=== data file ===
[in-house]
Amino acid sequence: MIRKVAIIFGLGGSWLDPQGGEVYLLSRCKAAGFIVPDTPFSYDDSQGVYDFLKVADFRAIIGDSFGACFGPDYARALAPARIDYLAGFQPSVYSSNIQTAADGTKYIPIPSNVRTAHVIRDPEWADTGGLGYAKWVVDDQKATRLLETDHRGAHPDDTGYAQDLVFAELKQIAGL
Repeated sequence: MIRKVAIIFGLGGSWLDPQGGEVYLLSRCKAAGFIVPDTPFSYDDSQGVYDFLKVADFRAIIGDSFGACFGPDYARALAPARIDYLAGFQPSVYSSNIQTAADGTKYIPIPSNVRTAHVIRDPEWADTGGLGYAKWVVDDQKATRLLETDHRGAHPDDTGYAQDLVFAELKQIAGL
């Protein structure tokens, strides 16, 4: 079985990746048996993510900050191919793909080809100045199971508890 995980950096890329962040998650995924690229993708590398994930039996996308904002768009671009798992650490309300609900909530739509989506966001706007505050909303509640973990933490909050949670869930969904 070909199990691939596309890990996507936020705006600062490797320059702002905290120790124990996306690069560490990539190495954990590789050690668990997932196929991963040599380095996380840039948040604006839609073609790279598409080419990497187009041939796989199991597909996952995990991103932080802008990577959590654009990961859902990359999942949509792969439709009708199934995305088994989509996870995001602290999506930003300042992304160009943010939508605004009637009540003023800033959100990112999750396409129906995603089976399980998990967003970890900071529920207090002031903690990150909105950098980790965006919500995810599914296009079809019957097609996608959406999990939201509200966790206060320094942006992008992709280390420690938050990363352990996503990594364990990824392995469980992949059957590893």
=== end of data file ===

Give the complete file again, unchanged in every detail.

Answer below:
[in-house]
Amino acid sequence: MIRKVAIIFGLGGSWLDPQGGEVYLLSRCKAAGFIVPDTPFSYDDSQGVYDFLKVADFRAIIGDSFGACFGPDYARALAPARIDYLAGFQPSVYSSNIQTAADGTKYIPIPSNVRTAHVIRDPEWADTGGLGYAKWVVDDQKATRLLETDHRGAHPDDTGYAQDLVFAELKQIAGL
Repeated sequence: MIRKVAIIFGLGGSWLDPQGGEVYLLSRCKAAGFIVPDTPFSYDDSQGVYDFLKVADFRAIIGDSFGACFGPDYARALAPARIDYLAGFQPSVYSSNIQTAADGTKYIPIPSNVRTAHVIRDPEWADTGGLGYAKWVVDDQKATRLLETDHRGAHPDDTGYAQDLVFAELKQIAGL
């Protein structure tokens, strides 16, 4: 079985990746048996993510900050191919793909080809100045199971508890 995980950096890329962040998650995924690229993708590398994930039996996308904002768009671009798992650490309300609900909530739509989506966001706007505050909303509640973990933490909050949670869930969904 070909199990691939596309890990996507936020705006600062490797320059702002905290120790124990996306690069560490990539190495954990590789050690668990997932196929991963040599380095996380840039948040604006839609073609790279598409080419990497187009041939796989199991597909996952995990991103932080802008990577959590654009990961859902990359999942949509792969439709009708199934995305088994989509996870995001602290999506930003300042992304160009943010939508605004009637009540003023800033959100990112999750396409129906995603089976399980998990967003970890900071529920207090002031903690990150909105950098980790965006919500995810599914296009079809019957097609996608959406999990939201509200966790206060320094942006992008992709280390420690938050990363352990996503990594364990990824392995469980992949059957590893």